If You Want To Retire Early, Invest In Rental Properties

If you’re pursuing financial independence and early retirement, you’ve probably heard about the 4% Rule: When you’re calculating whether your investment portfolio will cover your cost of living, assume a 4 per cent withdrawal rate.

CampfireFinance has a good summary of why the 4% Rule works, at least in theory:

The 4% Rule is based on two financial averages.

First, the 4 Per cent Rule says that your stock portfolio will grow at an average rate of 7% annually. Second, because the average rate of inflation is 3%, you can safely withdraw 4% of that growth, leaving 3% behind to keep up with inflation.

Because you’re only spending the average incremental growth from your portfolio, in theory you should never run out of money.

However, Paula Pant at Afford Anything has done the maths — and if you invest in rental properties, you’ll be able to withdraw 6% instead of 4. This means you’ll get a bigger monthly payout after retirement, and you might even be able to retire earlier than you expected.

Here’s how she explains it:

If you’re retiring on index funds, you might plan your retirement on the 4 per cent withdrawal rule.

But if you’re retiring on rental properties, you could use the equivalent to a 6 per cent withdrawal rule.

This holds true even if total returns on the two investments are the same.

Why? Two reasons: (1) the returns on a rental property bias towards an income stream rather than capital appreciation, and (2) rental properties don’t hold the same risk of withdrawing the principal.

Her full post covers why rental properties bring in more cash flow than index funds, why rentals are lower-risk investments than equities, and how you can get started with rental properties even if you don’t have a lot of money to invest. (Spoiler alert: look for single-family homes in the Midwest. They’re still affordable!)

If you’ve started investing in rental properties as a way to create passive income and/or retire early, let us know if you think the 6% Rule is accurate—and whether we should all start buying up rentals in addition to putting our money in the stock market.


Comments

    Wow, what amazingly bad advice. It is so, so, bad. Unless you want a great way to lose $230,000 in the first year.

    Whilst the article's advice might make sense in a real economy (i.e. only one found in a text book), in Australia's real estate bubble it is the recipe for penury (good word, look it up ;-) )

    A real estate portfolio of $1M would be one, perhaps two, properties in Australia's epic real estate bubble. That portfolio would yield ~$4k per month, gross. That's $48,000 per year, or a ~5% return. Gross. Before costs like...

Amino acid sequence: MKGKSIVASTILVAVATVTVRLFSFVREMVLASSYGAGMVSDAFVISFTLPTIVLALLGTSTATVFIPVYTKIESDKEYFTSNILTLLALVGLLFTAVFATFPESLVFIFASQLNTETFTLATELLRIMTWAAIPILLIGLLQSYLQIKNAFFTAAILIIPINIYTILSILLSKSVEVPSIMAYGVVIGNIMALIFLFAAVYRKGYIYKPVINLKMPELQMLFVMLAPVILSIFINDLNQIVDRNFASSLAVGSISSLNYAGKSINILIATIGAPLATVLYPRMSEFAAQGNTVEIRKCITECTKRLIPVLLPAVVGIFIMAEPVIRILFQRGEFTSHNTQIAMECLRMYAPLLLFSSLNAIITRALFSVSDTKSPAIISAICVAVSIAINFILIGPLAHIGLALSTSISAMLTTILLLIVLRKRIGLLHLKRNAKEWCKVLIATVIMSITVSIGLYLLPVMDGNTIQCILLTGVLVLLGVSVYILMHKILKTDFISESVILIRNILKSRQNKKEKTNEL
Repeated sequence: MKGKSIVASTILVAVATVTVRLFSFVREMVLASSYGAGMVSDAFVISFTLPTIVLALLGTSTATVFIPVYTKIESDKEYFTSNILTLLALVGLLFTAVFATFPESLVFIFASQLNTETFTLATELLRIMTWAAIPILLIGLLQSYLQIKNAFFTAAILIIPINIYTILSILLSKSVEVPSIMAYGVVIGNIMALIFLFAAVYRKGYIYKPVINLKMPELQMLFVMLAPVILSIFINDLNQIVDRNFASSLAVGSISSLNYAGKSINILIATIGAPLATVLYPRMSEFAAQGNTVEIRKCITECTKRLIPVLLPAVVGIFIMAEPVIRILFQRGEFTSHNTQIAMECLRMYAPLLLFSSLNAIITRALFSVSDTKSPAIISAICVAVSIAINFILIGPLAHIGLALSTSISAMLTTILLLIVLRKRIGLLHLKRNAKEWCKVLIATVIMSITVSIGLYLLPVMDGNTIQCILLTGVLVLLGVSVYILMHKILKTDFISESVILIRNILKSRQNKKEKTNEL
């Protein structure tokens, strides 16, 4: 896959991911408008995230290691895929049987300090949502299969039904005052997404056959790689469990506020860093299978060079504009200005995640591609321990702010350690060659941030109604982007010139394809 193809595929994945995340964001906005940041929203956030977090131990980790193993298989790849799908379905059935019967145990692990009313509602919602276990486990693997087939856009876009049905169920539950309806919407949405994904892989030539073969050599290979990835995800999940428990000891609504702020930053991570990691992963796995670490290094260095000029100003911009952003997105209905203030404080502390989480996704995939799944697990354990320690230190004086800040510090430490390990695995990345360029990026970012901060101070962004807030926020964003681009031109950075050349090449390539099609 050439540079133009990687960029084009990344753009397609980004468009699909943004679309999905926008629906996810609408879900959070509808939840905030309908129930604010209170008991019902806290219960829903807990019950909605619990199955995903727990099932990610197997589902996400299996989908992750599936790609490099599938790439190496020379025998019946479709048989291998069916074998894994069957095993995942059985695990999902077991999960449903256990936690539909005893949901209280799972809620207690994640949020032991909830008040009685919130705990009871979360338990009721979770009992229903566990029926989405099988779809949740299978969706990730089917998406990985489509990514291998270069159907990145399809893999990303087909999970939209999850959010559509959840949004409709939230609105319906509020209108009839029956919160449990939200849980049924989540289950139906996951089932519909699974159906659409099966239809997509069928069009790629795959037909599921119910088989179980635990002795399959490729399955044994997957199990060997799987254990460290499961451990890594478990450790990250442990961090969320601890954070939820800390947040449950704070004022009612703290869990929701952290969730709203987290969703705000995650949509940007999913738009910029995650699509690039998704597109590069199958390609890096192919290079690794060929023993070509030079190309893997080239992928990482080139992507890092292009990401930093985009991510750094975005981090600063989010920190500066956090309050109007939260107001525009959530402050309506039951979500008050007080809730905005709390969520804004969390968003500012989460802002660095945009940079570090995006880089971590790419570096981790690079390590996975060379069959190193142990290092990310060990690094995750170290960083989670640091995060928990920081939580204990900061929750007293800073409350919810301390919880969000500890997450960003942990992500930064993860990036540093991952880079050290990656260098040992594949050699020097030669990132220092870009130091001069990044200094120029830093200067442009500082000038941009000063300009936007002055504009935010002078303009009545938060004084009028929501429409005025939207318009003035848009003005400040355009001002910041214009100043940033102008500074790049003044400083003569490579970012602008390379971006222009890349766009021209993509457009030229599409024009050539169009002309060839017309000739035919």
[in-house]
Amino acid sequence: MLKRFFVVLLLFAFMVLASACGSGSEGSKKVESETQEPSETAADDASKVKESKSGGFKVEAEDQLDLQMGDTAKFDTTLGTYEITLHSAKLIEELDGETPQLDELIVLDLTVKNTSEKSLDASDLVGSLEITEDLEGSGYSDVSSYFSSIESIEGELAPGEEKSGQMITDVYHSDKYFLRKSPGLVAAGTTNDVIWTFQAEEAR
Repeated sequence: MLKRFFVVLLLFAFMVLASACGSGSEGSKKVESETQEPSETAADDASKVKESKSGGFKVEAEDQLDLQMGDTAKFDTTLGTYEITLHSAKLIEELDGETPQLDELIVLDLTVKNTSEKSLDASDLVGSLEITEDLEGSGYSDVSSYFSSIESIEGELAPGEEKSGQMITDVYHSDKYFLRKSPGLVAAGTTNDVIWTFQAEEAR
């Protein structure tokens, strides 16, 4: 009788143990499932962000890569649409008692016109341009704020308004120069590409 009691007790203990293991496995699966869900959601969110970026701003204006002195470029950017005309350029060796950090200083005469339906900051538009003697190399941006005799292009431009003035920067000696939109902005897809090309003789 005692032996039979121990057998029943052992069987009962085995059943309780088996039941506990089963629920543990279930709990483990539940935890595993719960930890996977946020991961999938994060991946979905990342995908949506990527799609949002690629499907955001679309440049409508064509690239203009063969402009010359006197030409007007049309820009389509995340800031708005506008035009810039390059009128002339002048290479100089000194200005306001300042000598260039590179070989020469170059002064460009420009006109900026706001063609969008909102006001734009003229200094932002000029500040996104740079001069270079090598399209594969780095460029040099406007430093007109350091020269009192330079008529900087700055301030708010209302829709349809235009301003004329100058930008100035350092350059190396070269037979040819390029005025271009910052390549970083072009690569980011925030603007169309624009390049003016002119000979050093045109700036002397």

Financing costs. Assuming 20% deposit, 5% pa loan. -4% (per year, reducing)
    Real estate agent costs. -2% (first year)
    Transaction costs. Stamp duty, conveyancing, etc. -4% (first year)
    Maintenance, rate, and insurance. -3% (per year)

    So the first year is a cost of $130,000 (-13%) on the $1M real estate portfolio. Assuming the costs were financed from the loan, after one year you've turned $200,000 cash (the deposit) into $70,000 equity and a $930,000 loan being paid off at $5,000 per month.

    THE COST OF THE INVESTMENT IS MORE THAN THE GROSS RETURN
    ($4k per month rent vs $5k per month expense.)

    INCLUDING THAT REAL ESTATE VALUES ACROSS THE COUNTRY ARE FALLING (down 10% nation-wide, down over 18% in Perth):

    You have turned $200,000 (the deposit) into $930,000 of debt against a portfolio worth $900,000 (the $1M less 10%).

    YOU HAVE LOST $230,000 IN THE FIRST YEAR! Let that sink in, $230,000 gone.

    This advice is so bad

    Inflation is actually ~0 at present, so you're getting a lot more than 4% in either case.

    The entire theory is useless as it’s all based on the 1% rule which is impossible in Australia even in the current property market..

    You buy rental properties that meet the one percent rule, which states that the gross monthly income must be at least one percent of the initial purchase price. This means that your $1 million rental investment brings you $10,000 per month in gross rent, mortgage-free

    Tell me a property you can buy for $500k that generates $5k/month in rent.

    LOL talk about a completely tone-deaf localisation of a US article. Gotta be a new low.

    Plus, the above is not even vaguely an accurate summary of the 4% “rule”. The fundamental point of that study was to show that doing your calculations based on average returns is actually a great way to fail.

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